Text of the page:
Regards,
    DaveMart

    #1981
    AvatarAlex Pollard
    Participant

    In my pitch I like to emphasise that the expenditure on focus fusion research will be quite small, and it will not take long to determine whether it is viable or not.

    That is, I don’t assume that focus fusion will definitely work because I don’t want to come across as a zealot who has seen the light and has some “miracle” solution. People have no way of knowing how credible the concept is, and they won’t instantly take our word for it. Focus Fusion may well end up being a miracle solution, but we don’t know that yet.

    And as a way explaining why it gets so little attention, I lead into this by talking about how misguided institutional science can be.

    #1982
    AvatarDaveMart
    Member

    Alex Pollard wrote:

    And as a way explaining why it gets so little attention, I lead into this by talking about how misguided institutional science can be.

    It’s important though to avoid getting grouped with those ideas which would require a radical rethink of physics to be possible – for instance cold fusion.
    Without pre-judging or commenting on what is possible in that type of field, focus fusion implies no such challenge to current understandings of physics, and the issues involved are purely ones of technological implementation.
    It is also one whcih has also attracted institutional support currently in South America and previously elsewhere, and many other goups are looking at plasma physics, whose potentials are only currently being realised, and may lead to a re-think of older approaches, which attracted considerable funding before some of the more modern and potentially far more financially attractive possibilities were understood, and so a degree of re-assesment of priorities in funding of the 40 year old research into fusion technolgy may be appropriate.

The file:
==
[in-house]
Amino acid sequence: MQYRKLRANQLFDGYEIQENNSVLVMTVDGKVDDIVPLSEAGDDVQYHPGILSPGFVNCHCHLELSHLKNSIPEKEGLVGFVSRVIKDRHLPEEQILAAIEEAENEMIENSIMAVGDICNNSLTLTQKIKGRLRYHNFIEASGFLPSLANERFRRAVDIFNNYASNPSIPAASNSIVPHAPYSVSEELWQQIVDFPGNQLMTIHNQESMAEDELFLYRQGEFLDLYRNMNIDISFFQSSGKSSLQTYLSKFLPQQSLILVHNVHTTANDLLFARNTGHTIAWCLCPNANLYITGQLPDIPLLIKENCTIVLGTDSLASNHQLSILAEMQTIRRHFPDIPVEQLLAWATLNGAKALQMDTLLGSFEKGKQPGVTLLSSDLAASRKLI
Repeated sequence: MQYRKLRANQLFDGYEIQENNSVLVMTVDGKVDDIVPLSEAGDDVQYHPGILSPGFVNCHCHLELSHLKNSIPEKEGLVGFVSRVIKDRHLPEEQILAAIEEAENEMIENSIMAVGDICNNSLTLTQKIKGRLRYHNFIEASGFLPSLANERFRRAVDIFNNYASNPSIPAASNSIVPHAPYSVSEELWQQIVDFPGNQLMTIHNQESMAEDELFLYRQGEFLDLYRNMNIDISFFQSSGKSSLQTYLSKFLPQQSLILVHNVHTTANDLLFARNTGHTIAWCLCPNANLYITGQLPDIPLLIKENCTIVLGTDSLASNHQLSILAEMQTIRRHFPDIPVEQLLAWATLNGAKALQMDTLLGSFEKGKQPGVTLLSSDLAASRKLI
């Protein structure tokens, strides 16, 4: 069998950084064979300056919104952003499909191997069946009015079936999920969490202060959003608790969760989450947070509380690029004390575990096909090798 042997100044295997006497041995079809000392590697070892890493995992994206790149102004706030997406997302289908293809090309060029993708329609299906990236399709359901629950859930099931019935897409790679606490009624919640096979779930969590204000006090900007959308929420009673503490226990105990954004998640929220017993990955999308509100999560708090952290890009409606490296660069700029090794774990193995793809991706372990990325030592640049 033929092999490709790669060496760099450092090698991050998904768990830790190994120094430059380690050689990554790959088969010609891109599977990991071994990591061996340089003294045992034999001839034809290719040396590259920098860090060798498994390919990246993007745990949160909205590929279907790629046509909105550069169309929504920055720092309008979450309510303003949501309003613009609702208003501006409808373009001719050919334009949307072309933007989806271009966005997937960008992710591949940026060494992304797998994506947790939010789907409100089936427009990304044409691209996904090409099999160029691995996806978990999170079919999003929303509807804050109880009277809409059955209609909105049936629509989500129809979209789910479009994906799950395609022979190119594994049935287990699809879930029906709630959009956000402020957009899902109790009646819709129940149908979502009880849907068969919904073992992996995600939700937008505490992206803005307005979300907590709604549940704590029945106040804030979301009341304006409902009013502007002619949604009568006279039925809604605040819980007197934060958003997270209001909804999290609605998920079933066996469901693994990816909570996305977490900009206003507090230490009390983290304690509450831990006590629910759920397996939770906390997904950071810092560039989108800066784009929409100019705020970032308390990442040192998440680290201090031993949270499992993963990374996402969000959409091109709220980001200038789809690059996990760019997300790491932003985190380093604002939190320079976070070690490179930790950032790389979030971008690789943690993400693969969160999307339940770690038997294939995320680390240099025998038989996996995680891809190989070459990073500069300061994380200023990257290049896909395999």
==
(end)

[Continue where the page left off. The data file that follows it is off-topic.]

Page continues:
A degree of care in approaching institutional science, with great care to the terms in which those institutions are addresed, might yield dividends.
    Regards,
    DaveMart

    #3759
    AvatarAeronaut
    Member

    Doesn’t sound like you’re posting to an opt-in list, Rezwhan, and that sets you up for spam filters making your message invisible.

    Building links to FF by commenting on appropriate blog posts is one of several methods to raise search engine visibility so the search engines act as billboards, sending us traffic. This has the added advantage of the visitors thinking they found it, as opposed to you chasing them like an old-fashioned (and unwelcome) used car salesperson.

    Other free to nearly free, highly effective methods include article marketing and press releases.

    #3797
    AvatarBrian H
    Member

    I have been occasionally emailing various bloggers and others with some version of the following draft (without necessarily suggesting or appealing for any particular response or reply):

    There are a firm and associated non-profit society in NJ, called, respectively, Lawrenceville Plasma Physics and Focus Fusion Society. They are dedicated to advancing and putting into play a revolutionary and incredibly cost-efficient energy source.